How to Transplant Native Plants


Country lanes lined with wildflowers create waves of eye catching color from spring until fall. These hardy plants make the perfect addition to backyard gardens or naturalized landscapes as they have already adapted to the weather and growing conditions in the area. Gathering native plants and transplanting them to your backyard allows you to enjoy the beauty of nature. Although endangered or protected species should not be gathered from the wild, rescuing them from construction sites provides you with brilliant blooms and preserves native plants as well.

Step 1

Select native plants growing in areas that closely match the growing conditions of your backyard. Observe the lighting, soil structure and moisture content of the soil.

Step 2

Dig deeply beneath the plant using care not to disturb the root system. Check the width of the roots by digging 12 inches from the base of the plant.

Step 3

Dig around the perimeter of the plant sliding the spade beneath the root ball until the root ball can be lifted free of the soil.

Step 4

Lift the entire plant and accompanying soil free and place on a burlap or plastic bag. Do not remove soil from the roots.

Step 5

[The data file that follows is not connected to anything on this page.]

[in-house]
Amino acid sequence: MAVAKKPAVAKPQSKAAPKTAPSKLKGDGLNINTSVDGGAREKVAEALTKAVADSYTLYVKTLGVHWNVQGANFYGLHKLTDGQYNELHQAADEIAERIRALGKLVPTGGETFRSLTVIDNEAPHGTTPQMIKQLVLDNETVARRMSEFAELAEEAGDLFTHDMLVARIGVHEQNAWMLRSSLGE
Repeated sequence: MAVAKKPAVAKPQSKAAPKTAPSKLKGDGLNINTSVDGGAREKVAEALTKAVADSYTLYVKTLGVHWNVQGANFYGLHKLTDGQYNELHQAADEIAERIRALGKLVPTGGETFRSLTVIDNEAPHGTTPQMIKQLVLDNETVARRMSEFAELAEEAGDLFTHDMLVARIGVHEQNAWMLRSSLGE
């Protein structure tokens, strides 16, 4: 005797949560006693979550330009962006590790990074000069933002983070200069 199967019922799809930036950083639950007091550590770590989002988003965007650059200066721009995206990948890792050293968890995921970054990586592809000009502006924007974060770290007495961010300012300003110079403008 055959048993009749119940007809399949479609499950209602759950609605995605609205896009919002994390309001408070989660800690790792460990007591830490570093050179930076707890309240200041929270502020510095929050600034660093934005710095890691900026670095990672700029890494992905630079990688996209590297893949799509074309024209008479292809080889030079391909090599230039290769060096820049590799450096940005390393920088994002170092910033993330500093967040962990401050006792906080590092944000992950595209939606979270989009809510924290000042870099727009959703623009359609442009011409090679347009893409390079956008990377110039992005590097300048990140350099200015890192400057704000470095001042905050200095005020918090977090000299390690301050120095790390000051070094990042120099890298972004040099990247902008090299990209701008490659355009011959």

Dig a hole twice the size of the root ball in an area with similar lighting and soil structure of the original growing site.

Step 6

Place the native plant in the hole and fill in around the roots with loose soil and firm down with your hands to secure the plant. Large plants benefit from a garden stake to keep the foliage upright.

Step 7

Water thoroughly to moisten the soil to the root level and keep moist until the plant shows signs of new growth. Reduce watering and provide similar moisture to the original growing site.

Tips and Warnings

  • Avoid transplanting native plants in the heat of the day. Early morning or late evening is preferred.

Things You'll Need

  • Garden spade
  • Plastic or burlap bag
  • Garden stake (optional)


  • Gardening in Western Washington: Salvaging Native Plants
  • Univerity of Minnesota Extension: Common Questions about Wildflowers and Native Plants

Who Can Help

  • TAMU Extension: Wild Flowers in Bloom
Keywords: transplant native flowers, transplant wildflowers, transplant native plants

About this Author

Nannette Richford is an avid gardener, teacher and nature enthusiast with 4 years experience in online writing and a lifetime of personal journals. She is published on various sites, including Associated Content. Richford holds a Bachelor of Science in secondary education from the University of Maine Orono and certifications in 7-12 English, K-8 General Elementary and Birth to age 5.